Pro-Life. But Why?

By Erich Wallacemarch for life

A few weeks ago, I attended the March for Life in Washington, D.C. with 76 other people from the Diocese of Superior and 650,000 people from across the nation. I have never really done anything “pro-life” per-se, except attend a “Right to Life” banquet several years ago because of a last minute invitation. Saying that, I was excited to get educated about the pro-life movement through this trip. With the new legalization of late-term abortions in New York (when the mother’s life is in jeopardy) and with all of the discussion about abortion in the media and amongst the public in general, I feel like I need to express myself about it, so here it goes. 

First off, it seems that the main question that the argument between the pro-life and pro-choice parties comes back to is: “When does an embryo/fetus actually become a human?” This very fundamental question of the highest importance has me absolutely baffled because we live in a time where there are six people leaving the Catholic Faith for every one that joins, oftentimes in the name of “scientism (an ideology that promotes science as the purportedly objective means by which society should determine normative and epistemological values).”[1] As a result, people will look to science for all of their answers and disregard faith or anything that can’t be scientifically proven. Yet, it seems, they will turn a blind eye to what science shows in the development of an unborn child. [Disclaimer: I do not believe faith and science are contradictory; I believe they complement one another. See my last blog for more info on that:]. I can’t see why someone would turn to science for all of their answers and yet say a child isn’t a human until a certain point in its development or until it is born. At the moment of fertilization, the baby’s genetic makeup is complete and the sex is determined. [2] It also has a DNA completely separate from its mother’s.  To me, if something has a fully developed genetic makeup, it is a member of the species it is being born into.  The only difference between an embryo and a person reading this blog, is time.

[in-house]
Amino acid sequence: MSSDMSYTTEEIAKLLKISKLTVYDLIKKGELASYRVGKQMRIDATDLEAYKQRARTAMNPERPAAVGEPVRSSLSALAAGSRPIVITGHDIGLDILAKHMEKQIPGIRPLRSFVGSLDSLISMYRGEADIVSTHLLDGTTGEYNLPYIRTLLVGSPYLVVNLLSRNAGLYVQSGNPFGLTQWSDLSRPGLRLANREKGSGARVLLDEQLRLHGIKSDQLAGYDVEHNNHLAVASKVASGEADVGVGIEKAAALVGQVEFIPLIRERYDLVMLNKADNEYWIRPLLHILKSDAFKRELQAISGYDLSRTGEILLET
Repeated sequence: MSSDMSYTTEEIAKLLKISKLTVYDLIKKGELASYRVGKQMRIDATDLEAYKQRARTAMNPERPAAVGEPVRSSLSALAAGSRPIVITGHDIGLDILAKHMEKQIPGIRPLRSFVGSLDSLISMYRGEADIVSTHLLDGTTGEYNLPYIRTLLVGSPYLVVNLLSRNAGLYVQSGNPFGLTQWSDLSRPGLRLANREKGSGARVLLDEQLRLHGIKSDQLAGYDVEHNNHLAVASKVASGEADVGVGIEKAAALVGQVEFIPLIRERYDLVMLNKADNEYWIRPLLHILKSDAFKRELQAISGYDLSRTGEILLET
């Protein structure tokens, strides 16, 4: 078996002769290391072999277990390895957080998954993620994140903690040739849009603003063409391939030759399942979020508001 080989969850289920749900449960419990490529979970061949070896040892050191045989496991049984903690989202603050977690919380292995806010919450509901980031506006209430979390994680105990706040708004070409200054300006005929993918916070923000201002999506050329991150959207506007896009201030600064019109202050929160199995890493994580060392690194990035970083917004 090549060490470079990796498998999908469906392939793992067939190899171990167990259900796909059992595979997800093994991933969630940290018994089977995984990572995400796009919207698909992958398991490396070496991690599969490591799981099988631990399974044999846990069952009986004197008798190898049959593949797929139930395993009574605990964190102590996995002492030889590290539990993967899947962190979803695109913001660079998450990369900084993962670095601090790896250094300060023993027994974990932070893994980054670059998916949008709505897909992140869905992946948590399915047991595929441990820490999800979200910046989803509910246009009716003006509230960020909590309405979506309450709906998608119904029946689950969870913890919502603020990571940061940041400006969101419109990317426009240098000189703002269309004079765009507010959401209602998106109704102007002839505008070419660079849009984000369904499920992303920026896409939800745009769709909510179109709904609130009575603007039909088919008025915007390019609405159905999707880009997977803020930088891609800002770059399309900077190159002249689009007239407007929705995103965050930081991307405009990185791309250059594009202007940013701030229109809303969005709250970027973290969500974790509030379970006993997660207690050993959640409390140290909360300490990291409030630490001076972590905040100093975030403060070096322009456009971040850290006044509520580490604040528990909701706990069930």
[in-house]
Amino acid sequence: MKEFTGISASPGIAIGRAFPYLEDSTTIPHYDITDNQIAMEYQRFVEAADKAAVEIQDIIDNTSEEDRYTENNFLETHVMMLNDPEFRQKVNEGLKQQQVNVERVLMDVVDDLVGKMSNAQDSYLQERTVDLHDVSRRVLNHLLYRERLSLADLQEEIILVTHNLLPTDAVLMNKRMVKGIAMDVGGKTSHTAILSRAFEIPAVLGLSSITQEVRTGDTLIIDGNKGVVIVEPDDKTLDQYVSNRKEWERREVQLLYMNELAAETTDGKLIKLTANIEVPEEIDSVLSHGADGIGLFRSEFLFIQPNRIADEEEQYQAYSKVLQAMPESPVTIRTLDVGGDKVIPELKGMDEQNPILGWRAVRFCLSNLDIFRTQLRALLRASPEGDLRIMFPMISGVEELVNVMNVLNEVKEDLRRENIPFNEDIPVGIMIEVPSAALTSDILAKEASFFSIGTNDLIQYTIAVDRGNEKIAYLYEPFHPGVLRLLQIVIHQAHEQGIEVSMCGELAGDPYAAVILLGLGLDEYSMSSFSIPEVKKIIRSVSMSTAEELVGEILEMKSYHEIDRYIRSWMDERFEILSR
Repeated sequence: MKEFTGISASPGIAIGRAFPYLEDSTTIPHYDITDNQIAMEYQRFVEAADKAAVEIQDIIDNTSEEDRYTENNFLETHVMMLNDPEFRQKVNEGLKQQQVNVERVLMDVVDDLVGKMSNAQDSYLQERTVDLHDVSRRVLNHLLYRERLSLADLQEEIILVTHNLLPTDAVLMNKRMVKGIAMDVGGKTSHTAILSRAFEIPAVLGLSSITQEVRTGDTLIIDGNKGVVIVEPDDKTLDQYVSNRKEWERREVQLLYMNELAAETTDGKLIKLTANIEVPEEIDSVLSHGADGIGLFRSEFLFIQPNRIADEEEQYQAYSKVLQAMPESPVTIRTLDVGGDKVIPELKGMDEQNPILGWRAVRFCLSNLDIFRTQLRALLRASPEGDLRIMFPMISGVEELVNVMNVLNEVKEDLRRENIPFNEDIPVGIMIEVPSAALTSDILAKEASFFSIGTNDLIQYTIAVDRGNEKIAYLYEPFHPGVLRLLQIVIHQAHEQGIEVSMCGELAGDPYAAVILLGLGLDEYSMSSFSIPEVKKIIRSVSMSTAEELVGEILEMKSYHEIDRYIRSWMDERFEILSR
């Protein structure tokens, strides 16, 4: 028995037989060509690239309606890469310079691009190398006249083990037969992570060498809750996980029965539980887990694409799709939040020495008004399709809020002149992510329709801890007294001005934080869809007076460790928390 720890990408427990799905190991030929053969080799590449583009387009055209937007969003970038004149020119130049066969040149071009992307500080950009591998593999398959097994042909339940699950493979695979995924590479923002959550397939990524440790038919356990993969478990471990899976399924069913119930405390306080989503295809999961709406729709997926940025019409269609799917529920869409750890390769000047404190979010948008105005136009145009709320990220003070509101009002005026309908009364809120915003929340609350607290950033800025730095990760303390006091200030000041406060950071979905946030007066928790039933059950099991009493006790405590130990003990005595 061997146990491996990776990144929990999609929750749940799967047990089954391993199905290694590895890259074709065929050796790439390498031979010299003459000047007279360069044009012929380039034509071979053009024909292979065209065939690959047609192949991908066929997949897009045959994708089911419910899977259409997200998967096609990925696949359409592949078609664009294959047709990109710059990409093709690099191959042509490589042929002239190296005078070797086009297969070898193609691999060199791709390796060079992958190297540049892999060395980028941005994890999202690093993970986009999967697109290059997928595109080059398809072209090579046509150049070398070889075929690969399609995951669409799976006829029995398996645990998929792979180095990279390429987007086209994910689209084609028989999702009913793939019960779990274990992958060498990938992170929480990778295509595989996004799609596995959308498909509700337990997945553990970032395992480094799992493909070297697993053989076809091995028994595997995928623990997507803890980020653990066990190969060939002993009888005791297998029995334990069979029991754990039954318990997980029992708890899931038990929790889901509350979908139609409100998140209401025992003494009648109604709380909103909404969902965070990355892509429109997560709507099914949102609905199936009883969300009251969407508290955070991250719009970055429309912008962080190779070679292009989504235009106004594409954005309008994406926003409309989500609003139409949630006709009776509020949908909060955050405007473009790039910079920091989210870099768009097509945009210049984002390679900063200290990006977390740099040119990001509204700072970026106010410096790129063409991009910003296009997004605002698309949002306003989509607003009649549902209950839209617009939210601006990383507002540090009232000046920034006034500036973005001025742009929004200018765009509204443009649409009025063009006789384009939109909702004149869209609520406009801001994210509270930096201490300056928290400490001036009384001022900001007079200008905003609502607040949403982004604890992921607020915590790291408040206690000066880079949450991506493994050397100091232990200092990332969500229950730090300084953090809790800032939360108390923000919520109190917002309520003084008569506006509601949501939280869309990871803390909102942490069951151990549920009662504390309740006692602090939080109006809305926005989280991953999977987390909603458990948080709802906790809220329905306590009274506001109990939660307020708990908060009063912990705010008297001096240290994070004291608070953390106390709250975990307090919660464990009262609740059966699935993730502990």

Saying that, though, in a pro-choice article titled, “How to Argue Pro Choice: 11 Arguments Against Abortion Access, Debunked,” author Seth Millstein admits he is probably not going to convince his audience that a fetus is not a human, but still presents common pro-life arguments and how to refute them. The first portion of his article states the following:

“Common (pro life) Argument #1: A fetus is a human being, and human beings have the right to life, so abortion is murder.

Your (pro choice) Response: I’m probably not going to convince you that a fetus isn’t a life, as that’s basically the most intractable part of this whole debate, so I’ll be brief:

  • A fetus can’t survive on its own. It is fully dependent on its mother’s body, unlike born human beings.
  • Even if a fetus was alive, the “right to life” doesn’t imply a right to use somebody else’s body. People have the right to refuse to donate their organs, for example, even if doing so would save somebody else’s life.